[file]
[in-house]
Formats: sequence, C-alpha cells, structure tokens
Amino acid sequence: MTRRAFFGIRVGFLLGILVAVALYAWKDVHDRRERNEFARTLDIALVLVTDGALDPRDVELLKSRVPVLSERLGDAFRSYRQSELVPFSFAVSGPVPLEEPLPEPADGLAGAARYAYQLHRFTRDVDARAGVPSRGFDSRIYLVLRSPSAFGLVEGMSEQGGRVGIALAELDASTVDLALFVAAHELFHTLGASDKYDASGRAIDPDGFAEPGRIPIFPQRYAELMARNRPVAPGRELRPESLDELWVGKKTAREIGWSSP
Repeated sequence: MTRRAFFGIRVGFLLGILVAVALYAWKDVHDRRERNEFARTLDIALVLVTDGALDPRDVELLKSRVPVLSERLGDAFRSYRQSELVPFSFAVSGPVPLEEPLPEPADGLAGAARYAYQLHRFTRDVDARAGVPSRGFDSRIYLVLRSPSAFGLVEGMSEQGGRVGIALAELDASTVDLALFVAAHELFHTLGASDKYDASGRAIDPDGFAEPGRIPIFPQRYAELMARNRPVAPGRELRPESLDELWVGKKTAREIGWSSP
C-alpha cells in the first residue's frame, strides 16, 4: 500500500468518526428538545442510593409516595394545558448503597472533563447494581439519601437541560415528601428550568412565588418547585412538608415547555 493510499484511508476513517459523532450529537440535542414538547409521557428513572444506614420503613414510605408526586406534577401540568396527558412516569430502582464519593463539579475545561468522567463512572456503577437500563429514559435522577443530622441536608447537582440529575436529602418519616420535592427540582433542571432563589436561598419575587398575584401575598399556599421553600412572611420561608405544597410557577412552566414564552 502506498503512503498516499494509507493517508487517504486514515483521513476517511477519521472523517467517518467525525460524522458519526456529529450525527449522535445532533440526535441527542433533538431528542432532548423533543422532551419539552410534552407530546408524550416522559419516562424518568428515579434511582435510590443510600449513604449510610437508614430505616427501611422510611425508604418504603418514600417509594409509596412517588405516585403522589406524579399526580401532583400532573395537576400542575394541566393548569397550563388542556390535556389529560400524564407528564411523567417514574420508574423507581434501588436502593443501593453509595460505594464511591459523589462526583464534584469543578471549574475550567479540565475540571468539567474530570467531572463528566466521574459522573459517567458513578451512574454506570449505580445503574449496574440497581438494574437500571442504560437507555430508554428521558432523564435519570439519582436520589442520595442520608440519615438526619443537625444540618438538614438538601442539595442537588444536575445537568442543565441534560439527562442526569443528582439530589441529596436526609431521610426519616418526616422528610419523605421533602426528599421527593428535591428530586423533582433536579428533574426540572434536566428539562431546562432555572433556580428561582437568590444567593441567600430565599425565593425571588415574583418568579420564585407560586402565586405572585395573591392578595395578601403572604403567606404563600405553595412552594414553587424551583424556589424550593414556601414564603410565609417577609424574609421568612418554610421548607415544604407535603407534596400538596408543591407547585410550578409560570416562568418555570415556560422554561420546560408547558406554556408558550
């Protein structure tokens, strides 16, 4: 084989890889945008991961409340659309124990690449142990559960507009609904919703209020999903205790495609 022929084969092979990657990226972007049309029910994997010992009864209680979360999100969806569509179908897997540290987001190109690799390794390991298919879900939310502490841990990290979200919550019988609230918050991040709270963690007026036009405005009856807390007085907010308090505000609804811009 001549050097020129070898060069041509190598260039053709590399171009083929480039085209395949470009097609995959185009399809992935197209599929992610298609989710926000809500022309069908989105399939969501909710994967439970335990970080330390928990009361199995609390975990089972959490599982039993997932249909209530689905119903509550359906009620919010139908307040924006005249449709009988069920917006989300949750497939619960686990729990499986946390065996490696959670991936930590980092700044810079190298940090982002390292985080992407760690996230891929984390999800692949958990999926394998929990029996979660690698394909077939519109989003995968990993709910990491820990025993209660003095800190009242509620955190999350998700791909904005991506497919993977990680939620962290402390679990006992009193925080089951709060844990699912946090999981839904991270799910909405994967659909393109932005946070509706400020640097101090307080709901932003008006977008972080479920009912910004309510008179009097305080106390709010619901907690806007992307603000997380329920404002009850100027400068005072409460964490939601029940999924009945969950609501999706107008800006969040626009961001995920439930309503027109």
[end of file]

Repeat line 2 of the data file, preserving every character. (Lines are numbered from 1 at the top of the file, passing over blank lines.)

Formats: sequence, C-alpha cells, structure tokens